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Mott v. Mittel Steel

United States District Court, N.D. Ohio, Eastern Division

April 10, 2017

NANCY MOTT and TERRENCE MOTT, Plaintiffs,
v.
MITTEL STEEL, et al., Defendants.

          OPINION AND ORDER

          CHRISTOPHER A. BOYKO JUDGE

         Pro se Plaintiffs Nancy Mott and Terrence Mott filed this action against Mittel Steel, M.D. Anderson Cancer Centers and Associates, the United States State Department, Atlas Energy Group, Atlas Resources, now Targa Resources Corp., Dearing Compressor Systems and Exterran, now Archrock Compressor Systems. The body of the Complaint, in its entirety, states:

That the Defendants named above engaged with groups, domestic and international to: defame, deplete monies, pollute and distruct [sic] gas reservoirs, distruct [sic] aquifers of the United States of America.
That the Defendants engaged in a pattern of money-laundering for foreign and domestic failing ventures.
That the Defendants named above violated RICO statutes.

They ask that this Court remove Mittel Steel's operating rights and transfer their business and facilities to a domestic corporation operated by domestic individuals.

         II. LAW AND ANALYSIS

         Standard of Review

         The Court is required to construe Plaintiffs' pro se Complaint liberally and to hold it to a less stringent standard than one drafted by an attorney. Spotts v. United States, 429 F.3d 248, 250 (6th Cir. 2005) (citing Haines v. Kerner, 404 U.S. 519, 520 (1972)). Pursuant to Apple v. Glenn, 183 F.3d 477, 479 (6th Cir. 1999) (per curiam), District Courts are permitted to conduct a limited screening procedure and to dismiss, sua sponte, a fee-paid Complaint filed by a non-prisoner if it appears that the allegations are “totally implausible, attenuated, unsubstantial, frivolous, devoid of merit, or no longer open to discussion.” Apple, 183 F.3d at 479 (citing Hagans v. Lavine, 415 U.S. 528, 536-37 (1974)). Where the plaintiff's claims are without the “legal plausibility necessary to invoke federal subject matter jurisdiction, ” the Court may dismiss the Complaint upon its own Motion. Id. at 480.

         Standing

         In every federal case, the party bringing the suit has the burden to establish standing to prosecute the action. “In essence the question of standing is whether the litigant is entitled to have the Court decide the merits of the dispute or of particular issues.” Warth v. Seldin, 422 U.S. 490, 498 (1975). Standing is a “bedrock requirement” of federal jurisdiction. Valley Forge Christian Coll. v. Ams. United for Separation of Church & State, Inc., 454 U.S. 464, 471 (1982). If the Plaintiffs lack standing to bring the action, the Court lacks subject matter jurisdiction and must dismiss the case. Langfan v. Goodyear Tire & Rubber Co., 529 F. App'x 460, 463 (6th Cir. 2013). Therefore, the Court is obligated to address a party's lack of standing even if the parties fail to raise the issue on their own. See Bench Billboard Co. v. City of Cincinnati, 675 F.3d 974, 983 (6th Cir. 2012).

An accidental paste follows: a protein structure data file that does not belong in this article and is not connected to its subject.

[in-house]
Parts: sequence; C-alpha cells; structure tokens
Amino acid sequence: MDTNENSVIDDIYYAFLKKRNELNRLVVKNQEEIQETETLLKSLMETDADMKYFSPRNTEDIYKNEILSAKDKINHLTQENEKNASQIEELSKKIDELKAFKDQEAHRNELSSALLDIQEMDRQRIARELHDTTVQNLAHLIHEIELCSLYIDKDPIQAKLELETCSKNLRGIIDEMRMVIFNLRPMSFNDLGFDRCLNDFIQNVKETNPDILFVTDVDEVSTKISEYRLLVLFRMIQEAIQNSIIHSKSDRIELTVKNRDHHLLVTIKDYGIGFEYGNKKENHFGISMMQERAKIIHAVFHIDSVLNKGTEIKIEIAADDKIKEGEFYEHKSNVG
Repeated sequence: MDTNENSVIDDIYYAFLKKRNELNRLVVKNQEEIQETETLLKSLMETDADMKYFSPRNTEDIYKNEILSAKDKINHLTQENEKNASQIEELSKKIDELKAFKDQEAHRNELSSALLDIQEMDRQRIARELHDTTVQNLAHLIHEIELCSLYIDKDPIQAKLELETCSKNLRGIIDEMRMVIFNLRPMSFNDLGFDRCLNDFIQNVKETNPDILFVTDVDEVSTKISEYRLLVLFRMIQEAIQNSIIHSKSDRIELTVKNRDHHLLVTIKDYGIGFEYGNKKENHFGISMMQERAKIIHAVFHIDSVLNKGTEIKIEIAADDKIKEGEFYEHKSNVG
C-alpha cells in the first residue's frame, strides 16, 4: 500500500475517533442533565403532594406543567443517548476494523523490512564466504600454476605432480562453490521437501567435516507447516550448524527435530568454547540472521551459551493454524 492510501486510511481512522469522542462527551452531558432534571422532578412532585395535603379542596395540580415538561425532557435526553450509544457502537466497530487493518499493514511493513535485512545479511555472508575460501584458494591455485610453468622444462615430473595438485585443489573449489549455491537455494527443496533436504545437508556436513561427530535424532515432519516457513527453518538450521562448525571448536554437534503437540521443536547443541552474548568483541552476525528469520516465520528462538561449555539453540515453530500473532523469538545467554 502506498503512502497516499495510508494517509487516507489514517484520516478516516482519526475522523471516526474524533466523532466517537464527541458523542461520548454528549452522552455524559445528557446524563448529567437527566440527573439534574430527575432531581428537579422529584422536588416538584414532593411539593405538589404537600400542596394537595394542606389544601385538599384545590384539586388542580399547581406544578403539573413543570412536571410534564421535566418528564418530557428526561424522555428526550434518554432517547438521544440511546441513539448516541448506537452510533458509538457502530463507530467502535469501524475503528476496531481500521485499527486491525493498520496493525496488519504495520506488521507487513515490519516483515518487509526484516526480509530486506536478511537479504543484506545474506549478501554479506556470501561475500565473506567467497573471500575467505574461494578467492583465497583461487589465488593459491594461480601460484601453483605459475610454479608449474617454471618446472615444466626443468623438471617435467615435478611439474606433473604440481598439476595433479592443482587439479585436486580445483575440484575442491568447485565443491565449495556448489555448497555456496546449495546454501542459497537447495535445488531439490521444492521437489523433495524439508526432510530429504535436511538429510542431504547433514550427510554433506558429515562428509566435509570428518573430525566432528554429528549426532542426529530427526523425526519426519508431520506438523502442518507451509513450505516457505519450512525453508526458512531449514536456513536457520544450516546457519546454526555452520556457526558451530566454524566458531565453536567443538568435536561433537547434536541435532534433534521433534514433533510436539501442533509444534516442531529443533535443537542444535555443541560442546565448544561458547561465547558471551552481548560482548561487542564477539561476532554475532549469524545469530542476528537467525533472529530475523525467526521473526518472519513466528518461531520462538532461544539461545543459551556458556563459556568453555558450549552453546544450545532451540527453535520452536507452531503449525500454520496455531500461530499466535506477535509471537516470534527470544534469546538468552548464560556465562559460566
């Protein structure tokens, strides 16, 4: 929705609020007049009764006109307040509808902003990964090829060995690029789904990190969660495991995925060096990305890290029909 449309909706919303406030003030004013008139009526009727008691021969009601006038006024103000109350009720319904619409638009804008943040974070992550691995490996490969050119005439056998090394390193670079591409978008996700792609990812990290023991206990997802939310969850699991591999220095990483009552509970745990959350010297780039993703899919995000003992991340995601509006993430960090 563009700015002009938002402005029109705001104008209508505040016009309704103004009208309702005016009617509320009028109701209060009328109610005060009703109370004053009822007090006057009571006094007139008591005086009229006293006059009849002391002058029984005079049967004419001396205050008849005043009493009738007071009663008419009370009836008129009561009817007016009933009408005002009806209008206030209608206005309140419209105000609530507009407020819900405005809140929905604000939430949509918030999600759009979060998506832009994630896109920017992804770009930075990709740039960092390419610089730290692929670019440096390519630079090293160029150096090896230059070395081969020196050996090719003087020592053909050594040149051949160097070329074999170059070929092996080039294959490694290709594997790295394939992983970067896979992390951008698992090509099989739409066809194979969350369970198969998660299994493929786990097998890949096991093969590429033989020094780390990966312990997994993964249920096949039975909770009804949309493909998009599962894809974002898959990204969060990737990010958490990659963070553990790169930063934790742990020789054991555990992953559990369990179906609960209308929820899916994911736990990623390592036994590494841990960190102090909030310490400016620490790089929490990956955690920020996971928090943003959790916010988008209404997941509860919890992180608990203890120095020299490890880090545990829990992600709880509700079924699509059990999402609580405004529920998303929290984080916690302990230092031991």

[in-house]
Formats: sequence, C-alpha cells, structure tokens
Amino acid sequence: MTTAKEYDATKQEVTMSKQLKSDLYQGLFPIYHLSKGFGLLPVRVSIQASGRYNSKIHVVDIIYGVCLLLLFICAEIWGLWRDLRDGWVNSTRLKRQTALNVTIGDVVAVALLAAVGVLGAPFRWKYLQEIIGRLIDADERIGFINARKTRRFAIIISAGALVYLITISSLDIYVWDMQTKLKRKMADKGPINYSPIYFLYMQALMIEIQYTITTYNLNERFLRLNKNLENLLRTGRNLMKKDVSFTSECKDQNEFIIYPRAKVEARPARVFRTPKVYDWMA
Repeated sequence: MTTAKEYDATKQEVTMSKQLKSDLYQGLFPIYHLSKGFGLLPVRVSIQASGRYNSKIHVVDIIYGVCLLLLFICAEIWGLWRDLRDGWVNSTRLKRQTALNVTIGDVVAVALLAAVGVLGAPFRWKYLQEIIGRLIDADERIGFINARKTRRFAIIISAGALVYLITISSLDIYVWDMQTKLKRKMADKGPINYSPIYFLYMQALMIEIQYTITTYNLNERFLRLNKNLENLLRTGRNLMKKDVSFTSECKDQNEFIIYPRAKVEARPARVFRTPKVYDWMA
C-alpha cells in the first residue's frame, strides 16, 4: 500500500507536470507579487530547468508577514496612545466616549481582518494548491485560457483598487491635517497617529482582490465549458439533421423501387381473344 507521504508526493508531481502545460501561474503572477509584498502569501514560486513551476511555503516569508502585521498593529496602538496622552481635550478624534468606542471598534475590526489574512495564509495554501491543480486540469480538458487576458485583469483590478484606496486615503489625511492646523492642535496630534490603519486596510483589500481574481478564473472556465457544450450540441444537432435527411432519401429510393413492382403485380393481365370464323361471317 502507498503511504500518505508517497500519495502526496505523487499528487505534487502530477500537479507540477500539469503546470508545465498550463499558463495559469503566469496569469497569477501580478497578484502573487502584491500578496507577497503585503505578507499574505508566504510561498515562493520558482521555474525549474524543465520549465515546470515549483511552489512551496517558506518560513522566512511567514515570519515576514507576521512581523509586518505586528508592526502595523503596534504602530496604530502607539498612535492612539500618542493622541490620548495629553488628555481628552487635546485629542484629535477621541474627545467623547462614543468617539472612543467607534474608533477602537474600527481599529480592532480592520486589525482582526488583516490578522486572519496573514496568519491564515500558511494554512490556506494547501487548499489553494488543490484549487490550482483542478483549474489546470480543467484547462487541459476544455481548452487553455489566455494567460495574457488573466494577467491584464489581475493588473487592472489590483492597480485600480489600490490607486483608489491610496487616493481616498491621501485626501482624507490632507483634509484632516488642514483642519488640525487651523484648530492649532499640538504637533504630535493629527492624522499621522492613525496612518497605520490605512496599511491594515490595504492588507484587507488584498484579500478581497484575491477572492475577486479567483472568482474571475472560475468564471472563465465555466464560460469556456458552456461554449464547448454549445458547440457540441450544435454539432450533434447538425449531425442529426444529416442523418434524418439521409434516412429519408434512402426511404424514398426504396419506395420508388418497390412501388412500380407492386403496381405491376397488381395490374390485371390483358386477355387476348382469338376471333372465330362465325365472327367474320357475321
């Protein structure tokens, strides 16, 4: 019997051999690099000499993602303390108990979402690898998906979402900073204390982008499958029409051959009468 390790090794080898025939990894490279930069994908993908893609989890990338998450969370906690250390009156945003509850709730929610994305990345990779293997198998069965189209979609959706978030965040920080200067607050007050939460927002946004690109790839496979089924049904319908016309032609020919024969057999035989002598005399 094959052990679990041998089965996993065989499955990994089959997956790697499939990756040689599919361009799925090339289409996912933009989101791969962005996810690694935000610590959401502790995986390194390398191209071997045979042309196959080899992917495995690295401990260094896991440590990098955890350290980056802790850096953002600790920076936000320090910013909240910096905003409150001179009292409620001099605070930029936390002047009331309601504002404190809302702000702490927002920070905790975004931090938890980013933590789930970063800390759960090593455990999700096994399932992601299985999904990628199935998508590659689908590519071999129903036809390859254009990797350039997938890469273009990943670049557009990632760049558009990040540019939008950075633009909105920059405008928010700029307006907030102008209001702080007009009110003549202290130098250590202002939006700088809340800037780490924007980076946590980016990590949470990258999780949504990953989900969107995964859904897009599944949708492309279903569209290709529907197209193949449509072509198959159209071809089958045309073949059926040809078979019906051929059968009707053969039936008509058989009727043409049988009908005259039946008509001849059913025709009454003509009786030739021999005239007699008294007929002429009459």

Article III standing requires three things of Plaintiffs: (1) that they suffered an injury-in-fact that is “concrete and particularized, ” and “actual or imminent, not ‘conjectural or hypothetical;'” (2) that they demonstrate a fair amount of traceability between that injury they allege they suffered and the “challenged action of the Defendant;” and (3) there is a likelihood, as opposed to mere speculation, that “the injury will be redressed by a favorable decision.” Friends of the Earth, Inc. v. Laidlaw Envtl. Servs., Inc., 528 U.S. 167, 180-81 (2000). See Lujan v. Defenders of Wildlife, 504 U.S. 555, 560 (1992); Langfan v. Goodyear Tire & Rubber Co., 529 F. App'x 460, 462 (6th Cir. 2013).

         Here, Plaintiffs have not established standing to bring this action. First, they do not allege that they suffered an injury-in-fact. They allege the Defendants engaged with foreign and domestic groups to defame unidentified parties, deplete monies from unspecified sources, pollute and destruct gas reservoirs and aquifers in the United States of America. They also contend the Defendants engaged in a pattern of money-laundering for foreign and domestic failing ventures. Assuming the truth of the allegations and construing them in the light most favorable to Plaintiffs, they do not plead facts to suggest that they were personally injured by any of these alleged actions. In addition, there is no connection between any of these allegations and any specific Defendant to say what that Defendant did that Plaintiffs believe met the description above. Third, Plaintiffs do not demonstrate that there is a likelihood that the relief they seek -removal of Mittel Steel's operating rights and transfer of their business and facilities to a domestic corporation operated by domestic individuals - would redress any potential injury from the actions described in the Complaint. Plaintiffs have not met their burden to demonstrate standing to bring this action.

         III. ...


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